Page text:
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My name is Sarah Bagdi and I spent my childhood living around Southampton and Portsmouth. However when I was 17
I joined the Airforce and finished up living in Staffordshire. Since leaving the Airforce I have worked in the control room for Staffordshire Fire Brigade where I met my husband who, whilst on a holiday to the Dominican Republic, found this new activity called Scuba diving to which he then completed his Open Water course
(on our honeymoon).

He then joined the club at Scuba and Outdoor Pursuits in Staffordshire and I very quickly became a dive widow, so after two years of persuasion my hubby finally convinced me to try it out. And here I am now four years later, qualified and an Open Water Scuba Instructor and also working for Scuba and Outdoor Pursuits
full time as their Training Manager.


If I had been asked to write this article a week ago my best dive would have been when I went to Marsa Alam in Egypt two years ago, as we had a fantastic encounter with an oceanic whitetip shark, however this has since been beaten. As part of my role
as the Training Manager for Scuba and Outdoor Pursuits, I also arrange trips and holidays for the club members and was fortunate to not only arrange but also attend (as the face of Scuba and Outdoor) a trip to the Farne Islands at the beginning of September.

I was a little apprehensive as I had not done many dives off a RIB, however our Skipper, Alan, was a superstar with advice and also excellent knowledge of the area.

Saturday morning soon came around and Alan was getting us and our kit all on board ready for the off. Ten minutes later we arrived at our first site and within seconds the seals popped their heads out of the water to have a nosey at who had arrived. We quickly kitted up (well, as quick as you can with twelve people, twelve sets of kit on a RIB) and dropped in. Down we went and within seconds my hubby was clicking away like a lunatic with his camera, but no sign of any seals. I was thinking “have we scared ‘em off already”. But no, five minutes later as I am diving along in a world of my own, a seal came flying up right past me. I quite figuratively jumped out of my skin. I then paid more attention to where I was and what was about so as not to jump again.

We then rounded the reef and came into a gulley about 10m deep. I suddenly felt little tugs on my fins, I slowly turned my head and
I had a seal nibbling on one fin and another on the other and a further one coming along to see what was going on. I managed to turn without spooking them and slowly moved my fins around and they followed (like playing with a cat with a piece of string). It was amazing how they were interacting with me to the point that they were also getting closer to me and cuddling into my fins. After a fair time of playing with the three seals in the gulley we realised we had been down for forty minutes and although our air was still OK we had been down for a while and didn’t want to worry the rest of the group. As we began to swim out of the gulley the seals rapidly reappeared as if to say “Don’t go yet” so we stayed a little longer having a play and swim with them. When we did get away we were followed by one of them for a short while but when it realised we were off it went back to its group.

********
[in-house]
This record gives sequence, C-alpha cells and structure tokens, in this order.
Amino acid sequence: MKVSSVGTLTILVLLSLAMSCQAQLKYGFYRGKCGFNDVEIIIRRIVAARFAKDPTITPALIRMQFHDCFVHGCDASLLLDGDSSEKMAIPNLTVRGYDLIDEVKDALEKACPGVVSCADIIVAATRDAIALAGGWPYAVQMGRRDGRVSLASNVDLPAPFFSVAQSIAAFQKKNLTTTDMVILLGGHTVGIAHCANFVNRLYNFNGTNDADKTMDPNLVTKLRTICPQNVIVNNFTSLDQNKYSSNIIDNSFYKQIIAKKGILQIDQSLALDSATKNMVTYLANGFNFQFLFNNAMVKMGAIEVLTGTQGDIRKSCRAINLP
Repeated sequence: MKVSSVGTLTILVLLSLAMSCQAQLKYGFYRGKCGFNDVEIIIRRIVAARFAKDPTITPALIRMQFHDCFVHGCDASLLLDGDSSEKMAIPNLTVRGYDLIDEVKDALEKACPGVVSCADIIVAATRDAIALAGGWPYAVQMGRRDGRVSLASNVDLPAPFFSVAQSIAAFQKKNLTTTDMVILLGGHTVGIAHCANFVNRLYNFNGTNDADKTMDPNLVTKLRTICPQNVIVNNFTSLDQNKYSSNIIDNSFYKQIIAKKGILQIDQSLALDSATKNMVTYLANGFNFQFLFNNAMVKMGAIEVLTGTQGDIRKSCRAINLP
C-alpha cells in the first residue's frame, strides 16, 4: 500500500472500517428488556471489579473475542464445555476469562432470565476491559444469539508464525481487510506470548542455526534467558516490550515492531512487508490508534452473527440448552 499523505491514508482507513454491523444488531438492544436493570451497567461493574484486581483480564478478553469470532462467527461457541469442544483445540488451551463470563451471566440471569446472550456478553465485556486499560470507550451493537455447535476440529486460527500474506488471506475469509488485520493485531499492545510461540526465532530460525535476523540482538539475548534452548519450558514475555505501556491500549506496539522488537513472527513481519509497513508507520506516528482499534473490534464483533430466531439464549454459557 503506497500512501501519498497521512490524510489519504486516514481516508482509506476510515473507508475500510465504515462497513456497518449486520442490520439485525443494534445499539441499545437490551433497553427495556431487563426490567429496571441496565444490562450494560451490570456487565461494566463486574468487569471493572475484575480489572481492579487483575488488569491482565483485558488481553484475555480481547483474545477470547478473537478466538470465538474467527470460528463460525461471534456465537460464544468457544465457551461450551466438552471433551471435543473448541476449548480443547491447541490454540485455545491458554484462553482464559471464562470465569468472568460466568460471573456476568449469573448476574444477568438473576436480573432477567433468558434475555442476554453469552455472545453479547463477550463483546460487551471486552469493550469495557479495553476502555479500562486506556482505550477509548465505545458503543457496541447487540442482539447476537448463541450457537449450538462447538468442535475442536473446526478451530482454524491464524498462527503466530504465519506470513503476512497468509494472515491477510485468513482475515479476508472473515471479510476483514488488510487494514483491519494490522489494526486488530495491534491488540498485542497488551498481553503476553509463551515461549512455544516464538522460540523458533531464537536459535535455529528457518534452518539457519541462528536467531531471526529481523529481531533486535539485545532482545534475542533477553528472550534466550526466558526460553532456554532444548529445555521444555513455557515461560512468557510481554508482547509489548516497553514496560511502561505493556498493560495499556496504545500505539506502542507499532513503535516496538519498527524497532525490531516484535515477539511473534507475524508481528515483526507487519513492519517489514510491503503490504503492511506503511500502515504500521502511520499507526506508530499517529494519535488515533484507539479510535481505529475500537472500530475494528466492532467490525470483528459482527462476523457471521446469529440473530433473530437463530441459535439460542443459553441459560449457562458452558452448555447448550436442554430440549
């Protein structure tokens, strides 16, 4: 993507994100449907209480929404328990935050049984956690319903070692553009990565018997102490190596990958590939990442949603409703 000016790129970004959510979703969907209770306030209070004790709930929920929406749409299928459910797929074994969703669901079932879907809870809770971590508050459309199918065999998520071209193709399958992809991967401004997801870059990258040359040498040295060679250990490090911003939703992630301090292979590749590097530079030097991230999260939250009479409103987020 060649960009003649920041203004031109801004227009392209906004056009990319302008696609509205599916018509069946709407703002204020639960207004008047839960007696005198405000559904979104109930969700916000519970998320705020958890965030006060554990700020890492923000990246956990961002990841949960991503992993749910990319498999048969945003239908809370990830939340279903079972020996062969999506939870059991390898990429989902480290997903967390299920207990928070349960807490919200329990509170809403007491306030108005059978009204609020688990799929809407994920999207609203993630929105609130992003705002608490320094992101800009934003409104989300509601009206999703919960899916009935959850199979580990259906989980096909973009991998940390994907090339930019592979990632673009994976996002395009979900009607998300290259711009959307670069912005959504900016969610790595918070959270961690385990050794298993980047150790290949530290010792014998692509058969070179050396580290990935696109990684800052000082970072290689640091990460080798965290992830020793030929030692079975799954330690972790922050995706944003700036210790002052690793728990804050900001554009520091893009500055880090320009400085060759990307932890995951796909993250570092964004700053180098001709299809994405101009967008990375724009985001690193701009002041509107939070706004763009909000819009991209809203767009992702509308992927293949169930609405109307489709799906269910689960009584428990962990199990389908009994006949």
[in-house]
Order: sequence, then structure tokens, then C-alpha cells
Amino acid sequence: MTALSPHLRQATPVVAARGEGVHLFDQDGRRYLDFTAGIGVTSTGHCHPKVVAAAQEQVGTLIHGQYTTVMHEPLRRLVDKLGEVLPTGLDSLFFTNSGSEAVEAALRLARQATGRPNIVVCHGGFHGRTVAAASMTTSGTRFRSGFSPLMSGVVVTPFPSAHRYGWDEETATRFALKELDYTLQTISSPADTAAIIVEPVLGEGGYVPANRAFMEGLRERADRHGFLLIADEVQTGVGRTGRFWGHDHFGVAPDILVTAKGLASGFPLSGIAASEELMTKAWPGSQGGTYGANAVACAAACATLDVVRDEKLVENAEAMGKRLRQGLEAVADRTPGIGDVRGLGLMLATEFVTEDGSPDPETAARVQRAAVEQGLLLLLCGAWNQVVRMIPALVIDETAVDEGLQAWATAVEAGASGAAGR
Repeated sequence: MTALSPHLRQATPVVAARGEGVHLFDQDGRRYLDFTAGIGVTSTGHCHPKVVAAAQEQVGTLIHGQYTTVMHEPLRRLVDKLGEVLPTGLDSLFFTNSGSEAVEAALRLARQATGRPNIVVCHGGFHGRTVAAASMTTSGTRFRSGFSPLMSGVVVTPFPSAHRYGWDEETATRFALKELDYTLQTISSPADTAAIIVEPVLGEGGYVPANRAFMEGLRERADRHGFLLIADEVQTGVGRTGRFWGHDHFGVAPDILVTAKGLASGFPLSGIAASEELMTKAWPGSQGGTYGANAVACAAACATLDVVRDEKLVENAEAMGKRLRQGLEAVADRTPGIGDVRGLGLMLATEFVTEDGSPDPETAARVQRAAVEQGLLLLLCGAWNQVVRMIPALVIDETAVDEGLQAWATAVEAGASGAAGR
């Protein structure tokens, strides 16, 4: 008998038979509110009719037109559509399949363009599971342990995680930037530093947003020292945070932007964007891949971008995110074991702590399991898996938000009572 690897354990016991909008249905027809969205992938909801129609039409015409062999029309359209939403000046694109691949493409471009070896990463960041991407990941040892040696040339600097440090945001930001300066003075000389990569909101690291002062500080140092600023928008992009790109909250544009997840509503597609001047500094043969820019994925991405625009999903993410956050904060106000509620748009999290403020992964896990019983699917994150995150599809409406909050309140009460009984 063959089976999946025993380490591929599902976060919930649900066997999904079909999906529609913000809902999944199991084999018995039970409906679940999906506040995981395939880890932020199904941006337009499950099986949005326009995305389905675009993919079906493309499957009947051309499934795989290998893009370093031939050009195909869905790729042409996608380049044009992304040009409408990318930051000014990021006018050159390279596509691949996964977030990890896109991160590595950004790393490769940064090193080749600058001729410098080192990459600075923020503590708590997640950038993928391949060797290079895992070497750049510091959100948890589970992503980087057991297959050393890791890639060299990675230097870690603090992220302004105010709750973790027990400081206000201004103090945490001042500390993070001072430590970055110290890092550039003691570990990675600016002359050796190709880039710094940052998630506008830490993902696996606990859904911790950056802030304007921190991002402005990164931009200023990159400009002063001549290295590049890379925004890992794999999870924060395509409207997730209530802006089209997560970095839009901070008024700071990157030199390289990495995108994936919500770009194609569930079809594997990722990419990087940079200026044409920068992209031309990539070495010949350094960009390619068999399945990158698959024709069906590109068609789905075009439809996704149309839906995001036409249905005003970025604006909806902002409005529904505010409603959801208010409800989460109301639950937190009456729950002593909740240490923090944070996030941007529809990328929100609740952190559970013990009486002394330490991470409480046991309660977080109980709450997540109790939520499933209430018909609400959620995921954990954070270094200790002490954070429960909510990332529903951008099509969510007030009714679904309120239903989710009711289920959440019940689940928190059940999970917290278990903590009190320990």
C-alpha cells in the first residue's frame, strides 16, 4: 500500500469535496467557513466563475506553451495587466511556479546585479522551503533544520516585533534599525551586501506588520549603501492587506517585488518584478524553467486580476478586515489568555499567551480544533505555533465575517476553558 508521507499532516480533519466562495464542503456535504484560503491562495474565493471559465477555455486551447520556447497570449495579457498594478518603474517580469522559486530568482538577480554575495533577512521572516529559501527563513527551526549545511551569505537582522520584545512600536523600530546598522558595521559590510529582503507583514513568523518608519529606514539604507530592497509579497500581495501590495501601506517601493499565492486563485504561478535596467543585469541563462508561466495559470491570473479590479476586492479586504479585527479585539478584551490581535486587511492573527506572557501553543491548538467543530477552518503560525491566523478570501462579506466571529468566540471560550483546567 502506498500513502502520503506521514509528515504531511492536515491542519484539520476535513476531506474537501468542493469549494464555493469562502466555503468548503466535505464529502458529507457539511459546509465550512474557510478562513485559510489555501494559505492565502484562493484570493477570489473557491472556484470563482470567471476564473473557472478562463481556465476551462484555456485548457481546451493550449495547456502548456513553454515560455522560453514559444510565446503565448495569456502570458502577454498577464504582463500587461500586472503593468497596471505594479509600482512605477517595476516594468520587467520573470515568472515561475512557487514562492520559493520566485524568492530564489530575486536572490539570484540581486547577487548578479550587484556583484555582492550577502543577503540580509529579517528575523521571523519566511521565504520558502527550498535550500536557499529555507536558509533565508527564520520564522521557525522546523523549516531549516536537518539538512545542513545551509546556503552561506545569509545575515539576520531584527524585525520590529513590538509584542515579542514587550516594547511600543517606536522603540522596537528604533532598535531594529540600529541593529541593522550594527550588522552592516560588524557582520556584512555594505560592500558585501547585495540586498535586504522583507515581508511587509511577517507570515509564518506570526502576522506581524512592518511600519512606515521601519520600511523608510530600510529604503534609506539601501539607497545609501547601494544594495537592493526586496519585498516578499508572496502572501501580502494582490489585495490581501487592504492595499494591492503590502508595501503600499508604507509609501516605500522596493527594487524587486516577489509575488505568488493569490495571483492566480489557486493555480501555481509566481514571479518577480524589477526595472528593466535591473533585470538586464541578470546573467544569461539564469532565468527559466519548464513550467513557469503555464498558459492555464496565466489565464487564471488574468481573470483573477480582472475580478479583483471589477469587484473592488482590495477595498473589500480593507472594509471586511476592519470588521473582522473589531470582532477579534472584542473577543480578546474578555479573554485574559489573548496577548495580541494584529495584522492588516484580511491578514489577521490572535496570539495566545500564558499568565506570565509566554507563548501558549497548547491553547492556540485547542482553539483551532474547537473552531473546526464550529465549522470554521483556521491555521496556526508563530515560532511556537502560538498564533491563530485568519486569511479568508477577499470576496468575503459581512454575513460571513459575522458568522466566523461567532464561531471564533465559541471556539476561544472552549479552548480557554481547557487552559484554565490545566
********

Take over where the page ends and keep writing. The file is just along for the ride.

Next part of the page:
It was the most exhilarating experience I have ever had to interact with these creatures. I am still buzzing over the experience today and have no doubt bored everyone silly that didn’t go from Scuba and Outdoor club and customers that have come into the shop about the stories of the dives over the weekend. It is well worth a visit if you haven’t been.


I really had to rack my braincells on this one as I don’t really recall having a bad dive as such. Yes, I have had dives when I first began diving trying to get my buoyancy right with a couple of dives where one minute I was diving and the next I was on the way up, and other dives where I got to jump in the water to rapidly jump out as I had managed to gain a leak thanks to a hole in my drysuit.

The worst dive I can say I have had was in Porth Dafarch in Anglesey. The bay was beautiful and the sun was out too. We
had quite a good turn out of club members, some of which had camped overnight. Time soon came around for us to start getting our kit together and to get into the water. It didn’t look too choppy on the surface but when we dropped down there was a terrible swell which was dragging up the sea bed creating zero visibility. Backwards we went and when the water eased and we could go forwards again we finned for England. We thought if we can get out a bit further it may clear up a bit so we held hands (as we couldn’t see each other) and with the other hand out in front of us to to try to avoid bumping into the rocks etc. we gave it a whirl. After about ten minutes we decided to pop up on the surface to see how far we had got. We had gone nowhere. Yes, nowhere. We looked at each other and said “Let’s give up and get back to shore” as it definitely was not fun. I even had the bruises to show from the rocks that had jumped out at me.

Although the dive itself was bad the whole team and club from Scuba and Outdoor still made the most of the day and had a great day out sunbathing on the beach instead.

That’s the trouble with coastal diving, especially when you live inland. You have a distance to travel to get to the coast and it’s always a shame when you don’t get to go in or if you do go in, it turns out to be very bad visibility.

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